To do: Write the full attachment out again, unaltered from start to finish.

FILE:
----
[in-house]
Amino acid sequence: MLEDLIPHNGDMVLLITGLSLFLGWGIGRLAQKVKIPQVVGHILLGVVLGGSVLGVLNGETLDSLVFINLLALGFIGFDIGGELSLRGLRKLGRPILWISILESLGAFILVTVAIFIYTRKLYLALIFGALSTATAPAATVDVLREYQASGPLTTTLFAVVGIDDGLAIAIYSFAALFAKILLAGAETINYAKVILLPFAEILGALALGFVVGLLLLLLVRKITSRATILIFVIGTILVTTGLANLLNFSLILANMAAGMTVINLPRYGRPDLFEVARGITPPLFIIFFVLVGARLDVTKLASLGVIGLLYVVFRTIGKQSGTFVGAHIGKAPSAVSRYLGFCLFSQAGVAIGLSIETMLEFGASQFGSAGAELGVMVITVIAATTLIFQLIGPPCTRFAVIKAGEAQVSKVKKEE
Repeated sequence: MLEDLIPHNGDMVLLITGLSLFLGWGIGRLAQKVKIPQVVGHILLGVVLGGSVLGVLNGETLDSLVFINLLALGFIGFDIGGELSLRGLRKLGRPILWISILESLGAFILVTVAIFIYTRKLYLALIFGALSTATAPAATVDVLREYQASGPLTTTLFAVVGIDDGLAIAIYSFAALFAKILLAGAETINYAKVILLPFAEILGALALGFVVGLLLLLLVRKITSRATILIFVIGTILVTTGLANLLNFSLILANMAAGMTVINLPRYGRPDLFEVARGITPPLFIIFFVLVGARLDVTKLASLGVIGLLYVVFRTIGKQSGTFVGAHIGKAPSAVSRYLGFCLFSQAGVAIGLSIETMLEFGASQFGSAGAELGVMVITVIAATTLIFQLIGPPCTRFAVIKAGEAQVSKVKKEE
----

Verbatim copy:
[in-house]
Amino acid sequence: MLEDLIPHNGDMVLLITGLSLFLGWGIGRLAQKVKIPQVVGHILLGVVLGGSVLGVLNGETLDSLVFINLLALGFIGFDIGGELSLRGLRKLGRPILWISILESLGAFILVTVAIFIYTRKLYLALIFGALSTATAPAATVDVLREYQASGPLTTTLFAVVGIDDGLAIAIYSFAALFAKILLAGAETINYAKVILLPFAEILGALALGFVVGLLLLLLVRKITSRATILIFVIGTILVTTGLANLLNFSLILANMAAGMTVINLPRYGRPDLFEVARGITPPLFIIFFVLVGARLDVTKLASLGVIGLLYVVFRTIGKQSGTFVGAHIGKAPSAVSRYLGFCLFSQAGVAIGLSIETMLEFGASQFGSAGAELGVMVITVIAATTLIFQLIGPPCTRFAVIKAGEAQVSKVKKEE
Repeated sequence: MLEDLIPHNGDMVLLITGLSLFLGWGIGRLAQKVKIPQVVGHILLGVVLGGSVLGVLNGETLDSLVFINLLALGFIGFDIGGELSLRGLRKLGRPILWISILESLGAFILVTVAIFIYTRKLYLALIFGALSTATAPAATVDVLREYQASGPLTTTLFAVVGIDDGLAIAIYSFAALFAKILLAGAETINYAKVILLPFAEILGALALGFVVGLLLLLLVRKITSRATILIFVIGTILVTTGLANLLNFSLILANMAAGMTVINLPRYGRPDLFEVARGITPPLFIIFFVLVGARLDVTKLASLGVIGLLYVVFRTIGKQSGTFVGAHIGKAPSAVSRYLGFCLFSQAGVAIGLSIETMLEFGASQFGSAGAELGVMVITVIAATTLIFQLIGPPCTRFAVIKAGEAQVSKVKKEE